ecofeminist


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ecofeminist

(ˌiːkəʊˈfɛmɪnɪst)
n
(Environmental Science) a person who subscribes to the theory of ecofeminism
adj
(Environmental Science) relating to or promoting the theory of ecofeminism
Translations
écoféministe
References in periodicals archive ?
"A Better World Starts Here" should be considered as essential reading for anyone wishing to find empowerment and guidance, the stories of activists such as Michelle Carrera (Chilis on Wheels), activist poet Judy Grahn, Sarah Rafael Garcia (Barrio Writers), vegan and ecofeminist writer Carol J.
However, while reviving established critical practices related to women's studies and gender studies, the book is also enriched by a variety of methodologies that include food studies, spatial and ecofeminist theories, and postcolonial studies, to name just a few.
(2017), "'Neither Homeland Nor Exile are Words': 'Situated Knowledge' in the Works of Palestinian and Native American Writers"; "Rethinking Resistance: An Ecofeminist Approach to Anti-Colonialism in Louise Erdrich, Future Home of the Living God and Larissa Sansour and Oreet Ashery, The Novel of Novel and Vovel," D.A.
Their topics include perceiving the relationship in nature: an ecofeminist reading of La Legend des Fleurs, the carnivalesque theater of revolt in her Folie, La Danse sur le volcan: Marie Chauvet tells "her-story" of theater in Saint-Dominique at the dawn of the revolution, the crime narrative as social commentary: justice and power in her "Birds of Prey" and Lucha Corpi's Eulogy for a Brown Angel, and "To Fire:" a process of dramatically adapting depictions of 18th-century Haiti.
In the quest to extrapolate the division of mind and body and its borders, and also the idea of "human nature," Maria Clara Dias invites us to reflect on a more inclusive justice compatible with the ideals of a universalist moral conception--what she calls " Perspective of Runs (PdF) "--in hers The Functionings Approach: a decolonial ecofeminist point of view.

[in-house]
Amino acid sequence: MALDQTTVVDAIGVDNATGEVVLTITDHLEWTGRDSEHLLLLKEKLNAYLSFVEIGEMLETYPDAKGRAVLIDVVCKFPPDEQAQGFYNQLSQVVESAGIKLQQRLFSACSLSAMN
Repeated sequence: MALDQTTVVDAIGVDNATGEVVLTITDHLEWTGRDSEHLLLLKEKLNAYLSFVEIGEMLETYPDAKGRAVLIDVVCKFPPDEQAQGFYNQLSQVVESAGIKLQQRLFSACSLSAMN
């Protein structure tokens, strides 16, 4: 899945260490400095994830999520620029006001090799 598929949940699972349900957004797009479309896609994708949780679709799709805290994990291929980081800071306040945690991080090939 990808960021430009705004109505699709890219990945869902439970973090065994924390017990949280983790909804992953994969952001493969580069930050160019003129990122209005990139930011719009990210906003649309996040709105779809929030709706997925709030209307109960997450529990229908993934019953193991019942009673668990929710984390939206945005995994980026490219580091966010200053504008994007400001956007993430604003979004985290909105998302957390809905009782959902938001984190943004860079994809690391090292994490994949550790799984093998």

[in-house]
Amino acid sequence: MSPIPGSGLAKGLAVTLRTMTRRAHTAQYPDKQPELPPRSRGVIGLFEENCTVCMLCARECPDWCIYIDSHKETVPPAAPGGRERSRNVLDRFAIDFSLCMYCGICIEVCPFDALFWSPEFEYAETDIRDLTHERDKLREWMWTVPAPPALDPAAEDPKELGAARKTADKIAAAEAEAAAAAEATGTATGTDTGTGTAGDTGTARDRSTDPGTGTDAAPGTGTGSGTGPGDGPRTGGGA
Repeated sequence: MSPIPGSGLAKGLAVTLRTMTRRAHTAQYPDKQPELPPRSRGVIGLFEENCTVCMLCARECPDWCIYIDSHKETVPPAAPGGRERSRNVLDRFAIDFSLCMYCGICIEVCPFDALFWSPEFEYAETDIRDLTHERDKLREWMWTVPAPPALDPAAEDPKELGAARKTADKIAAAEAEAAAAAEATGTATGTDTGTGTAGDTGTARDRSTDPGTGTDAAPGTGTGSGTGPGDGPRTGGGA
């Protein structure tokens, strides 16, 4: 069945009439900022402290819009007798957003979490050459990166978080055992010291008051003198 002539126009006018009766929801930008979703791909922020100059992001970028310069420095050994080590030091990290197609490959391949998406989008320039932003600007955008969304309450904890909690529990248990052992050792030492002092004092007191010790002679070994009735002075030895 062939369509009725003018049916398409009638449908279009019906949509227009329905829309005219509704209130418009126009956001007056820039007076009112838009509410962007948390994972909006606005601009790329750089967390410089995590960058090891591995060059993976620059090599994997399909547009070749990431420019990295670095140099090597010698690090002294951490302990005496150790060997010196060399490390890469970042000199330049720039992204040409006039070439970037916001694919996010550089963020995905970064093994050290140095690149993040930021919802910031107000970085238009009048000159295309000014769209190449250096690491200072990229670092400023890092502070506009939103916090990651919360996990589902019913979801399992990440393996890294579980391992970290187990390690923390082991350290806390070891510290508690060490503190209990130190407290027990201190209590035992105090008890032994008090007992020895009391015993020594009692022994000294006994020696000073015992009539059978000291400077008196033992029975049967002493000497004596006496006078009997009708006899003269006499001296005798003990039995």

(2) Heather F.aton, Introducing Ecofeminist Theologies (London: T & T Clark International, 2005), 102.
By utilizing the aesthetic appeal and sacramentalizing nature of cinematic masterpieces such as Benh Zeitlin's Beasts of the Southern Wild (2012) (1) to inform thought-provoking ecofeminist theologies such as Elizabeth Johnson's in Ask the Beasts: Darwin and the God of Love (2014), (2) one approaches the moral imperative to care for creation with renewed insight into the shared human experience of being a beast, being, and beholder of God's glorious world.
The novel doesn't lead with its politics, but it still functions beautifully as an ecofeminist allegory.
Ecofeminist therapy thus adopts and integrates perspectives, strategies, methods, and practices from ecotherapy (applied ecopsychology) and feminist therapy.
This call for a notion of interconnection, intra-action, and assemblage is also found in the recent works of Karen Barad (5), and Jane Bennett, echoing an ecofeminist articulation.
Their conflicts reprise one of the major concerns of ecofeminism that examines the "important connections between the oppression of women and the destruction and misuse of nonhuman nature within male-dominated cultures." (4) This general formulation does not specify the important connections, but Karla Armbruster adds, "central to the ecofeminist agenda is the goal of individual, social, and ideological change--specifically, change that will improve the cultural standing of women and nature." (5) She implies that the hierarchy of dualisms that divide the world and valorize the male side, such as nature/female and culture/male, has to be dissolved to allow more nuanced interconnections.